After the ceremony we had a reception in the backyard of the Ambassador's house. It was obvious we new volunteers have not yet completely adapted to the Senegalese style of acquiring sustainance. It was a buffet/ snack style set up with food out on tables. While Americans form lines and respective individual space and the right of everyone to enjoy food, the Senegalese descend upon food like a swarm of bees and feast until there is nothing left. It's literally every man for himself and you better be ready to throw some elbows if you want a delicious slider or some guacamole. Lesson learned. Lesson learned.

At the PC office we signed some more forms and then were whisked away for a few hours of sun, fun, and ice cream at the American Club. Pretty much a delipatated country club in Dakar that rich people go to and that we can get into for free as PC volunteers. It was pretty nice and I thoroughly enjoyed my ice cream.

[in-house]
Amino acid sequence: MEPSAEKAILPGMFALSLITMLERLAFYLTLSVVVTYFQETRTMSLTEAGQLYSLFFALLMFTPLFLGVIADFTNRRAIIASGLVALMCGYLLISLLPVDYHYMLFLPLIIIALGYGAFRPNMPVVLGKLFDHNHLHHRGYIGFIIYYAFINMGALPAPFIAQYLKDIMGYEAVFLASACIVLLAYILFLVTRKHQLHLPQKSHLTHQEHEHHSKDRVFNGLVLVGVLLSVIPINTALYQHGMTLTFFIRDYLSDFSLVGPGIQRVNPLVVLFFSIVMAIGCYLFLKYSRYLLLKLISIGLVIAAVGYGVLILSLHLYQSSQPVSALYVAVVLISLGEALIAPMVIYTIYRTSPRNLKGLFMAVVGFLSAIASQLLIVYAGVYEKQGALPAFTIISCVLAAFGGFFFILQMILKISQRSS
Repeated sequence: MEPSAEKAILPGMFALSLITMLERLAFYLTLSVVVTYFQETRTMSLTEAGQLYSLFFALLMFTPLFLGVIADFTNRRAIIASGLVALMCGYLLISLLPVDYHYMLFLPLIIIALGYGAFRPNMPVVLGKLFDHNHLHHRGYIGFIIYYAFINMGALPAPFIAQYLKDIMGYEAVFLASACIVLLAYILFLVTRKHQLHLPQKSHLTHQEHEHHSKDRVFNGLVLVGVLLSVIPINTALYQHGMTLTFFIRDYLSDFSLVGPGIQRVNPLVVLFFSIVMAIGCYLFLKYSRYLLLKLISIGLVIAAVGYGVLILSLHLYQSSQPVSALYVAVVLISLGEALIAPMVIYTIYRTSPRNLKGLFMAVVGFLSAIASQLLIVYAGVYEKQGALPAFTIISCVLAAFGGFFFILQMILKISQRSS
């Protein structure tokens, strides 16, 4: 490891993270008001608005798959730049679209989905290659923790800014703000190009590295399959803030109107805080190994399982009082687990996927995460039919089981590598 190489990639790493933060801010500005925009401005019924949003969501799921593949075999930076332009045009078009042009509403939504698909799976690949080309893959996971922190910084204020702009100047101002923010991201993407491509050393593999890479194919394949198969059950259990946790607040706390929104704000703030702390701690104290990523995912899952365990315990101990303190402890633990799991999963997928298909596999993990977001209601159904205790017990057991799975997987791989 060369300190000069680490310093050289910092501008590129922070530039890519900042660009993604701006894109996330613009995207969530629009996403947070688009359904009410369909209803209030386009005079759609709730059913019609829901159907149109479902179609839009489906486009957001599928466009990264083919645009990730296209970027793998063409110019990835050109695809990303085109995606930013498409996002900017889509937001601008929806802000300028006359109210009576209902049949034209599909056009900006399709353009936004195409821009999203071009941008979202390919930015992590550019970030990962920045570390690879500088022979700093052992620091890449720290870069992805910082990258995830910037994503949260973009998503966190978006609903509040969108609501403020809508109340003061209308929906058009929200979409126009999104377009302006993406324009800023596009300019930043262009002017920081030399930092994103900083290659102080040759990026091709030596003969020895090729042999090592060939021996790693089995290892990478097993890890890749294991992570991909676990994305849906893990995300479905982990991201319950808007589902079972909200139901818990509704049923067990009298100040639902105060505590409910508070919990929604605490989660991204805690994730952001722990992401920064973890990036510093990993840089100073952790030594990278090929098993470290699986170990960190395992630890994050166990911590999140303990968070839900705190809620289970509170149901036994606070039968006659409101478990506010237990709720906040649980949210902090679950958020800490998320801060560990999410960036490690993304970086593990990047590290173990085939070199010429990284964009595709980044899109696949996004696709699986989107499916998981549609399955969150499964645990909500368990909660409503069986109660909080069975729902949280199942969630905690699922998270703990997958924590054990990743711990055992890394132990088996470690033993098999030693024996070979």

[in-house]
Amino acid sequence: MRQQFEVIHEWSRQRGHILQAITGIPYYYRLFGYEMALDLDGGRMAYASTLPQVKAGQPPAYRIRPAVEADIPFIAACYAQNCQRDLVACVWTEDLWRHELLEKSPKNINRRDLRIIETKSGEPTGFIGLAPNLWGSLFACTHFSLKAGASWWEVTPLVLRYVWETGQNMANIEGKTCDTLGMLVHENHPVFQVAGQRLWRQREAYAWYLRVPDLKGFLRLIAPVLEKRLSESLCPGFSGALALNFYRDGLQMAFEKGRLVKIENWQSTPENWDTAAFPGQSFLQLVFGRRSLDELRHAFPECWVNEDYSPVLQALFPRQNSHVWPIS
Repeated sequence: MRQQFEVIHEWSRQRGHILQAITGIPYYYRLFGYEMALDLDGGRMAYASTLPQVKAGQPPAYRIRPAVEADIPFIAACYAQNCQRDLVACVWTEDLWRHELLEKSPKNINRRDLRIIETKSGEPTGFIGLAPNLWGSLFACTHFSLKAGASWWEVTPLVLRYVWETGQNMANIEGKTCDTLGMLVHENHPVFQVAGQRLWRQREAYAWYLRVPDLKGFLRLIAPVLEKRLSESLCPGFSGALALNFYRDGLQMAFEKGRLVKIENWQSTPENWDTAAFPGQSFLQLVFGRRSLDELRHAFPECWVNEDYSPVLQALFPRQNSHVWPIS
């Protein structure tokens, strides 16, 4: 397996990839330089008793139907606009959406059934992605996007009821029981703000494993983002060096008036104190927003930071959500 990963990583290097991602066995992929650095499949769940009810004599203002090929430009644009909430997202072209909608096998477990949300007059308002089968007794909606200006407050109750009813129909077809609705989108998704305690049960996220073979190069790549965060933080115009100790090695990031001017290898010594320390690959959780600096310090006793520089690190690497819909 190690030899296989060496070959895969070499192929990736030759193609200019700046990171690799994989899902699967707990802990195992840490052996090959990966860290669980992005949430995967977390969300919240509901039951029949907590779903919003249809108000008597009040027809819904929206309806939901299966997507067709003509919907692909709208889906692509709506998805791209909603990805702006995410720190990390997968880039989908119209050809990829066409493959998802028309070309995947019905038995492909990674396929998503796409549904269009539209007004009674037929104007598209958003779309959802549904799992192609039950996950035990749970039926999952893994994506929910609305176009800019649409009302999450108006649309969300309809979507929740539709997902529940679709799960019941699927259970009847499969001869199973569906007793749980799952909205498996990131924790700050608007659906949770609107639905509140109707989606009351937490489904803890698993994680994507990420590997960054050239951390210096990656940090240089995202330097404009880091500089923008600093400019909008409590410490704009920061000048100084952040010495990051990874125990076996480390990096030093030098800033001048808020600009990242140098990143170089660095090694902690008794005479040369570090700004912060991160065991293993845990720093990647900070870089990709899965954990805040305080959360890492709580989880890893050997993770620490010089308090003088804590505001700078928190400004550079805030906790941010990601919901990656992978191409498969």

Back in Thies, after it took us 3 hours to travel the 65k from Dakar to Thies, don't worry I had my iPod and completely passed out on the bus, we discovered that the kitchen staff was no where to be found and therefore we had to find dinner in town. In a race to beat the coming dusk we sprinted into town only to have teenage girls through rocks at us. Welcome to Senegal new Peace Corps Volunteers. Great. It was suprising that even in Thies toubabs got that reaction, but hopefully I wont encounter such hostility during my service.